If the privileges the library card or access grants come with conditions you will need to enforce in a court of law (fines, damages), it is ALWAYS better to get some form of identification or proof of address. I say this, because when lawyers sue, proper ID and proof of address is how they know they are suing the right person.
Similarly, if there is an age or residency requirement, or a financial element (for instance, loading money onto an account), or if a person is to have access to another's account, you might need to require ID.
Because the need for it will vary, when to require ID is a good question for your local attorney. From my perspective, if a person is allowed to take out more than $10,000.00 worth of library assets at a time, or a library wants to be able to collect fines, I'd want to know how to enforce a return of those items. Similarly, if patrons are allowed to access services from third-party vendors through their library card (software programs, audio books, anything governed by a third-party license), and there are consequences for a violation, it is good to have solid information about who your patron really is.
The problem is, if you are going to require ID, you must have a solid policies and procedures that address:
Basically: the reason a library would require ID—aside from verifying that a person lives in the relevant area of service, or is who they say they are—is to collect damages or to legally enforce conditions the patron has agreed to as a condition of a card. Since that is an unpleasant business, its best to avoid it whenever you can...but when it's important, it's important to do it right.
I enjoyed writing this answer, because as part of it, I got to poke around and see how different libraries are solving this issue. I saw some great stuff, including a temporary e-access system that let the technology do all the work (requesting verification of age via click-thru, using location services to confirm location in NY, imposing conditions on digital content via function without the need for legal enforcement mechanisms).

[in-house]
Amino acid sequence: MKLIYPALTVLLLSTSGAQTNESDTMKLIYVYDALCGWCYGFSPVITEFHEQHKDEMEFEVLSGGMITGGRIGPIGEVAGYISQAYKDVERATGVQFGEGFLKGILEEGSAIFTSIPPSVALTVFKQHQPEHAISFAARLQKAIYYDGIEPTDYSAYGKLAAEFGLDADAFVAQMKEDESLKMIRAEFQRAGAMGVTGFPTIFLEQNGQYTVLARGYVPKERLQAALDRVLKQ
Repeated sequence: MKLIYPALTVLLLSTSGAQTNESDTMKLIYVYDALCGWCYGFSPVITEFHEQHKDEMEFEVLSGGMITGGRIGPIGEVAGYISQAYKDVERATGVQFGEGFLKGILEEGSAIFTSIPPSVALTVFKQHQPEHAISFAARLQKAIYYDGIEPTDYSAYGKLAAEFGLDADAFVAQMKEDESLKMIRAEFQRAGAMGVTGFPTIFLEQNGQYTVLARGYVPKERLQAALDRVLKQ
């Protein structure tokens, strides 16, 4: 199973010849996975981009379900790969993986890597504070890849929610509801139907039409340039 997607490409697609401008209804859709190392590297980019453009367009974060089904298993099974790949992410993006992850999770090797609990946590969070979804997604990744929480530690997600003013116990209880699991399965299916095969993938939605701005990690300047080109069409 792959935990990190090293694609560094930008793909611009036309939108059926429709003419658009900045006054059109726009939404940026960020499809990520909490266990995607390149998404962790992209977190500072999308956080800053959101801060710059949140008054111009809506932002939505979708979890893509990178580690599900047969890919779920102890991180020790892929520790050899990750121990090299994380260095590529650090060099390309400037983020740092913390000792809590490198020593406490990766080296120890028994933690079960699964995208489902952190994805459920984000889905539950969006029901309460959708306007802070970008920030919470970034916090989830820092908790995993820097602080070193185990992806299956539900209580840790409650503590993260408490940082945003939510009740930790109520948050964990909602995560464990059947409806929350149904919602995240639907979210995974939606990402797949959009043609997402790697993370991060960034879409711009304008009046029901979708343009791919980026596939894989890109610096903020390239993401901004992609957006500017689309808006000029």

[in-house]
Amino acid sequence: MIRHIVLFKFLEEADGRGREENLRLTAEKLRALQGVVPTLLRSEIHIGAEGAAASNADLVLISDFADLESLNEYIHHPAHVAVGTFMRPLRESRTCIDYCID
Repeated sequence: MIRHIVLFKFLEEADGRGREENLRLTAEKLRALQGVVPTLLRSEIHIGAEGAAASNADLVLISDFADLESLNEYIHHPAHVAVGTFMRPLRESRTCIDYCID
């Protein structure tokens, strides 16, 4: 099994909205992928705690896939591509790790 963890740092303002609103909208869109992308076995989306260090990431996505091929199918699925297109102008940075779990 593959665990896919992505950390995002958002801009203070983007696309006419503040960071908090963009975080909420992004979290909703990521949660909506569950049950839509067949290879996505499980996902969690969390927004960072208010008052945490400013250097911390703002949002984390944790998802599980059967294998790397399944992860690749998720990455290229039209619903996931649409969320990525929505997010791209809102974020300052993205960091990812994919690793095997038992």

It is good to see when the law inspires, rather than quashes, creativity and information access. I hope your library and library system finds this helpful as you imagine new ways to connect people to vital services!
 Requiring libraries to not release an individual's library records to a third party.
 There ARE some exceptions, but unless your library is hiring a minor to act in their movie, or selling a married couple of 17-year-olds a house, they shouldn't apply here (see General Obligations Law § 3-101).
 (15 USCS § 7001) states: "a signature, contract, or other record relating to such transaction may not be denied legal effect, validity, or enforceability solely because it is in electronic form."
 This definition's use of "electronic sound" created a rabbit hole where I envisioned a series of "auditory" contract signature proceedings where a person uses their Spotify Playlist to accept contracts.
 15 USCS § 7006
 Entities that otherwise would be exempt from coverage under Section 5 of the Fair Trade Commission Act, which most if not all libraries are.
 You can find this "encouragement" at https://www.ftc.gov/tips-advice/business-center/guidance/complying-coppa-frequently-asked-questions-0
 A great guide for "doing the right thing" is here: https://www.ftc.gov/tips-advice/business-center/guidance/complying-coppa-frequently-asked-questions-0#A.%20General%20Questions
 By "enforce conditions," I mean contractually, in a court of law. A library can always ask a 12-year-old to pipe down, and enforce its Code of Conduct if they do not. But to collect fees, get a P/G signature!
 This question is critical to a library's mission. While there is no "right" answer, I can say that even facially neutral things such as asking for utility bills, pay stubs, or non-driver ID can alienate people within a library's area of service. I advise maintaining a list of ID types that includes "the usual" types of ID (driver's license, ss card, birth certificate, non-driver ID), and some other types, as well (report card, lease, or any correspondence from a government agency (with private information redacted)). The list maintained by NYPL, who clearly gets this issue, made me smile: https://www.nypl.org/help/library-card/terms-conditions.